The Difference Between Being Lonely And Being Alone


I’m alone a lot. I’m in a new city with a new job and I know no one – suffice to say I spend a decent amount of time lately all by my lonesome. I don’t notice it really; I grew up mostly an only child (I have a half-brother who I would see in the summers and during the holidays I spent with my dad), and was always very independent. I could lose myself in books, and when I was truly bored would create stories in my journal with characters that had such rich dialog it surprised most people that I had made it all up. I never viewed being alone as a punishment, nor an oddity at any point in my life.

That is until I reached adulthood. Once I went away to college everyone was always around and doing things on my own was looked upon at as disassociated and lonerish. I couldn’t take myself out to lunch, or shop, or even see a movie without a gaggle of floormmates or friends surrounding me. “We just don’t want you to be lonely” they would say as they invited themselves with me to the gym. I was never afraid of being lonely because I never associated being alone with loneliness. Loneliness was an emotional emptiness. A void that couldn’t be filled with people but yet having people always around made me feel lonely, like my own personal well being was lost in the voices of everyone around me.

Women especially start to forget the difference (though this isn’t necessarily a gender problem, in generally women tend to feel less comfortable by themselves than men for obvious reasons). We go everywhere with our friends, even to the bathroom (I mean seriously we can’t even be alone to go to the bathroom?!). We start off with hordes of college friends who seem permanently attached to our sides, to a smaller group of friends who then become roommates later in life. Then we go from our houses with our roommates to our offices with our co-workers (where we all go out to lunch together, of course) then from our offices to the gym or happy hour where we inevitable meet more friends before going home to our significant others. We get married, then we have kids and then, we regret not spending more time alone because we are literally surrounded by people ALL DAY EVERYDAY FOREVER.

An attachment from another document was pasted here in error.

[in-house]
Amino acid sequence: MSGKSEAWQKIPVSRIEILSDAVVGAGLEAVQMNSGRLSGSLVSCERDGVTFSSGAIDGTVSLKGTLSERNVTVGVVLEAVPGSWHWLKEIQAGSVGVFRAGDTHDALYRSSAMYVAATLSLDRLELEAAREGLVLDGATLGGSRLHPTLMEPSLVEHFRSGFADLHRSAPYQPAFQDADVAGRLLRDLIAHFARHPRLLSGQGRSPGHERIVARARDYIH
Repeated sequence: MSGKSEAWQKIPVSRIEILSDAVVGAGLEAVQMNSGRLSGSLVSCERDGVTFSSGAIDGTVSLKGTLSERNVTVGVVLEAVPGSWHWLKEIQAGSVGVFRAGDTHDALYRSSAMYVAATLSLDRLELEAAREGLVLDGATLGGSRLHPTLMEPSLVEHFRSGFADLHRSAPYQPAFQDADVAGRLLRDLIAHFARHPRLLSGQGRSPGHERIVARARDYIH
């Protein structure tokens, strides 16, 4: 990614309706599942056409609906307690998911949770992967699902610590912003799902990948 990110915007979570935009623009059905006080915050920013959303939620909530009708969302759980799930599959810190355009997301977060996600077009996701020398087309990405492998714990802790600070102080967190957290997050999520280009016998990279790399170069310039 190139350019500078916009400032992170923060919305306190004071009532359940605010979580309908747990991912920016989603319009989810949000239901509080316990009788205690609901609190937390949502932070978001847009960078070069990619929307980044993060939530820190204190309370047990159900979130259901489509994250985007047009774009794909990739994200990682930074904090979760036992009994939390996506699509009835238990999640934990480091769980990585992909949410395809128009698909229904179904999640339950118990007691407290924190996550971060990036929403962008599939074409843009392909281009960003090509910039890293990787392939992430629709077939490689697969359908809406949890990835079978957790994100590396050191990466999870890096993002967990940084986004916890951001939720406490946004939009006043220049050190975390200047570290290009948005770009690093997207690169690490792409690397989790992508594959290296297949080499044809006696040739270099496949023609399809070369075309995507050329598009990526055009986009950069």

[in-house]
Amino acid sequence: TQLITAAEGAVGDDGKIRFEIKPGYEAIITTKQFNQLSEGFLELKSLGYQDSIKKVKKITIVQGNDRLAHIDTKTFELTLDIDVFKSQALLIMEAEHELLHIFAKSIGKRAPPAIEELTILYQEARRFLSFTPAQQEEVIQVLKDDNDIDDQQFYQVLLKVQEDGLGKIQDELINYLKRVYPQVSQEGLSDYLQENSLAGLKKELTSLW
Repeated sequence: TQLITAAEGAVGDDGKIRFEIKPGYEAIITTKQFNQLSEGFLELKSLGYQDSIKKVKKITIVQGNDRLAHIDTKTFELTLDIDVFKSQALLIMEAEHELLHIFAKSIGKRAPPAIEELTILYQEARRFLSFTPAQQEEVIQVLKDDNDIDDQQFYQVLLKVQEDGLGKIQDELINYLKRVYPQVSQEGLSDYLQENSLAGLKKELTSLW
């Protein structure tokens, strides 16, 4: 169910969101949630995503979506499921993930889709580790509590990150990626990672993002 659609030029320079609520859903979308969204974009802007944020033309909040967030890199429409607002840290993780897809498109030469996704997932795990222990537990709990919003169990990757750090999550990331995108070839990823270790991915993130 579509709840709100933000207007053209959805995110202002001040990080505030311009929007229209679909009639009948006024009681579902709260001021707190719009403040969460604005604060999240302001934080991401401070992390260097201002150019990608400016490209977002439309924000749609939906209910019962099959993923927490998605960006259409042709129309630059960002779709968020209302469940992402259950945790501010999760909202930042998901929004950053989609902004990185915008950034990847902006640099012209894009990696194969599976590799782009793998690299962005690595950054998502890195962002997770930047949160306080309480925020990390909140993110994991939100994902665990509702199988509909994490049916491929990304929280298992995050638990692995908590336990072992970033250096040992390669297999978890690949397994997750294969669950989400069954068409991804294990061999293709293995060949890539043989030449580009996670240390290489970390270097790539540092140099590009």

It can be scary thinking of doing things by yourself. But you just have to get over the awkward stigma that being alone means you’re lonely and go for it. I spent all day Sunday exploring my new city, popping in and out of restaurants and stores, enjoying the company of my own thoughts. When I stopped for lunch (a little after the brunch rush, around 2) I found myself firmly saying, “just me” to the hostess with a smile. I had a beer, whipped out my journal, and sat there all afternoon observing the families and couples as they walked past. Taking the time to think solely about your own wants and needs without having to curtail them to someone else is a powerful thing. There are certain things you have to be comfortable doing alone before you can explore them with other people.

Do I get lonely? YES! But I always ask myself — do I feel lonely because I need human connection, or am I lonely because of some other emotional hole that I’m not filling? Am I lonely because I crave intimacy? Am I lonely because I miss someone specific? Am I lonely because I need attention? Being alone and being lonely are not the same thing. Having more people in my life to surround me and go with me places won’t make the latter go away. The main difference between being alone and being lonely is that one is the pathway to self-discovery – and that is what you’re twenties is all about.